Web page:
Then there's the question of just how good Job was. For those 39 chapters following his misfortunes, Job went on and on whining about how unlucky he was. What a self centered man. What about his children, who were crushed to death? Or his servants, who were murdered? Or his servants' wives, who were widowed? Or his servants' children, who were made fatherless, or maybe even orphaned? All those people killed, and all those families affected, and all Job could think about was how unlucky he was. If he was what God considered "the finest man in all the earth", there must not have been very many fine men around at the time, or God had a warped sense of what constituted fine.

Okay, now let's get into how this book of the Bible reflects on God. Most Christians believe that God is all knowing, all powerful, and good and loving. So, when Satan challenged God about Job's character, God should have already known what was in Job's heart, and shouldn't have needed to put Job to any test. God already knew the answer. So what was the reason for allowing this test to occur? Was he merely trying to demonstrate to Satan Job's loyalty? That seems a bit callous, putting a man through such troubles just to prove a point to a fallen angel. And of course, God knew Satan's character before the tests were begun, so even allowing for free will and assuming God didn't look into the future to know exactly what was going to happen, God knew what Satan was capable of and how Satan would likely torture Job. But even assuming that Satan surprised God, God is still supposed to be all powerful. So even if Satan violated the terms of the deal, God sat back and allowed Satan to continue to torment Job. In the real world, when someone has the power to intervene and prevent the injury of someone else, especially when there's very little cost to the first person, at the very least we'd consider it immoral not to act, if not criminally negligent.

Just imagine any parent with a child. If a known criminal came up to them and challenged them about the character of their child, would it be okay to let the criminal torment their child to test the child's character? What if there were terms, and the criminal violated the terms, would you expect the parent to let the challenge continue? It's ludicrous when you put it in real human terms. I don't know what should make it substantially different in divine terms.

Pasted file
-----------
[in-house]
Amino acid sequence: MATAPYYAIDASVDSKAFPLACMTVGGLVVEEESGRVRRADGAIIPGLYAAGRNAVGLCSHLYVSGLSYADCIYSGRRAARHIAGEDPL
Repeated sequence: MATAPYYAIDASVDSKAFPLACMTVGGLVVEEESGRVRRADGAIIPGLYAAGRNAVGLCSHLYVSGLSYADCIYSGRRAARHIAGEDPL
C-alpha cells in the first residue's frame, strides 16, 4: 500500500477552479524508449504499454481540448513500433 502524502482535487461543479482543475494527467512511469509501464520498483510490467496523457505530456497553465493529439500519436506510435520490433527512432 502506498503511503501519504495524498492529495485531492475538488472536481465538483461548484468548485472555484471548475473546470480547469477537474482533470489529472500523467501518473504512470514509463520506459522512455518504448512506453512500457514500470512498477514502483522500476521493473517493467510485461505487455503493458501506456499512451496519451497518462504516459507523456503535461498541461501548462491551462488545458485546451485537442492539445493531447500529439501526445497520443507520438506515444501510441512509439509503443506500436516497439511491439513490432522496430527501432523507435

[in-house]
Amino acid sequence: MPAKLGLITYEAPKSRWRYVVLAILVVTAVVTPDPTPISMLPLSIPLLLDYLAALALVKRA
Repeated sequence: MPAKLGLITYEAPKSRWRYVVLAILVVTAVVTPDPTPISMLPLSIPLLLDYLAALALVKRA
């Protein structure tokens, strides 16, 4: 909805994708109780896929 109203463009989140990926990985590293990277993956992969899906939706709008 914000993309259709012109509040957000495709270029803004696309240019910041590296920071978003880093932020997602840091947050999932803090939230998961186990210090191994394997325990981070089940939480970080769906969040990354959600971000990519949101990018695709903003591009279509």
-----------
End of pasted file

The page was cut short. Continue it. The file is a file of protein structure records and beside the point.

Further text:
And the above assumes that it was Satan causing all the harm, but some people were killed by the "fire of God", and the end of Job 2:3 seems to indicate that God was responsible for at least some of Job's suffering, "And he has maintained his integrity, even though you urged me to harm him without cause." That would be like a criminal going up to a parent, and convincing the parent to harm their own children.

Moving past the challenge itself, when God finally showed up to talk to Job directly, the Lord went on and on bragging about how powerful he was. It sounded like a 'might makes right' argument, not based on any type of real morality.

And then, when Job was finally restored to his glory, the manner in which it was done is still unsettling. After having lost all of his children, they were simply replaced, as if this made everything alright. I'm a parent myself, and I love my daughter intensely. If tragedy were to strike and my wife and I were to lose her (which I hate writing even as a hypothetical), it would be heart breaking. And it's an insult to even consider that she could be replaced with a new child.

I realize that this is where Christians quit looking at death as a bad thing, since they believe in an afterlife, but think about how people actually react to death. Nobody celebrates at a funeral. They're always sad affairs. Loved ones are gone, and they're going to be missed terribly. Pretending that there's a heaven doesn't take away the grief. And in the story of Job, there's also the manner in which everybody died. It wasn't the Angel of Death taking them peacefully in the night. Everybody died a painful, violent death.

I have to admit, that the Book of Job isn't entirely inconsistent with a notion of a god. It's just inconsistent with the mainstream Christian view. If you take away one of the following three assumed qualities of God, either loving, all-knowing, or all-powerful, then the Book of Job makes much more sense. A capricious god, or one who didn't care deeply about his/her creations, would have no qualms about putting a person through such a test. Even a god who didn't know how the test would play out might go through with it. But that's not the type of god most Christians believe in.